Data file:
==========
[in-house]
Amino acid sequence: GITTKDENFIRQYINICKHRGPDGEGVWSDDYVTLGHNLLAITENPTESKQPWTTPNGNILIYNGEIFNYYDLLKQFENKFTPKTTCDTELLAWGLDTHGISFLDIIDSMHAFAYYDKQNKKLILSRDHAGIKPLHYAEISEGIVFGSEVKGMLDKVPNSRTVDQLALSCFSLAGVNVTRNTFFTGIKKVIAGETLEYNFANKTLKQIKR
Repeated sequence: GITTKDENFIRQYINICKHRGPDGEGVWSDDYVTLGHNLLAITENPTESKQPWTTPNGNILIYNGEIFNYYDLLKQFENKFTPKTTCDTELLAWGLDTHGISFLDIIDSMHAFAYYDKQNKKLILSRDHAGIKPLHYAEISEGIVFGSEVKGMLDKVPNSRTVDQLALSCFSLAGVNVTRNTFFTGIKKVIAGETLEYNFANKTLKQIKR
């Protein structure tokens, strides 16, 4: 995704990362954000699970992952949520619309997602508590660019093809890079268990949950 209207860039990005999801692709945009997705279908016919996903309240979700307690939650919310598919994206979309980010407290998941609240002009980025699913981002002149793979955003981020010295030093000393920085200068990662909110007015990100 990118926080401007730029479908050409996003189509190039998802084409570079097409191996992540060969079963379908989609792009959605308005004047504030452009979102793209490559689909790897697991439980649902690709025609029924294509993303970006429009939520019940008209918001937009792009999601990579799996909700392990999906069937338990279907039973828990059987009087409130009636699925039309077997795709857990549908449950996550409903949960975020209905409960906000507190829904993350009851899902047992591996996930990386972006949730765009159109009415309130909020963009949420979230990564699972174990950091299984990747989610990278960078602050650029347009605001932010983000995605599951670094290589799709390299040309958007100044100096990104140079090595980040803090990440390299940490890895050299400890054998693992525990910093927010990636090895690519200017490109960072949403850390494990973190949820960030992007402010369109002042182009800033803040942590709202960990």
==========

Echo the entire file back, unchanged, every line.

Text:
[in-house]
Amino acid sequence: GITTKDENFIRQYINICKHRGPDGEGVWSDDYVTLGHNLLAITENPTESKQPWTTPNGNILIYNGEIFNYYDLLKQFENKFTPKTTCDTELLAWGLDTHGISFLDIIDSMHAFAYYDKQNKKLILSRDHAGIKPLHYAEISEGIVFGSEVKGMLDKVPNSRTVDQLALSCFSLAGVNVTRNTFFTGIKKVIAGETLEYNFANKTLKQIKR
Repeated sequence: GITTKDENFIRQYINICKHRGPDGEGVWSDDYVTLGHNLLAITENPTESKQPWTTPNGNILIYNGEIFNYYDLLKQFENKFTPKTTCDTELLAWGLDTHGISFLDIIDSMHAFAYYDKQNKKLILSRDHAGIKPLHYAEISEGIVFGSEVKGMLDKVPNSRTVDQLALSCFSLAGVNVTRNTFFTGIKKVIAGETLEYNFANKTLKQIKR
């Protein structure tokens, strides 16, 4: 995704990362954000699970992952949520619309997602508590660019093809890079268990949950 209207860039990005999801692709945009997705279908016919996903309240979700307690939650919310598919994206979309980010407290998941609240002009980025699913981002002149793979955003981020010295030093000393920085200068990662909110007015990100 990118926080401007730029479908050409996003189509190039998802084409570079097409191996992540060969079963379908989609792009959605308005004047504030452009979102793209490559689909790897697991439980649902690709025609029924294509993303970006429009939520019940008209918001937009792009999601990579799996909700392990999906069937338990279907039973828990059987009087409130009636699925039309077997795709857990549908449950996550409903949960975020209905409960906000507190829904993350009851899902047992591996996930990386972006949730765009159109009415309130909020963009949420979230990564699972174990950091299984990747989610990278960078602050650029347009605001932010983000995605599951670094290589799709390299040309958007100044100096990104140079090595980040803090990440390299940490890895050299400890054998693992525990910093927010990636090895690519200017490109960072949403850390494990973190949820960030992007402010369109002042182009800033803040942590709202960990």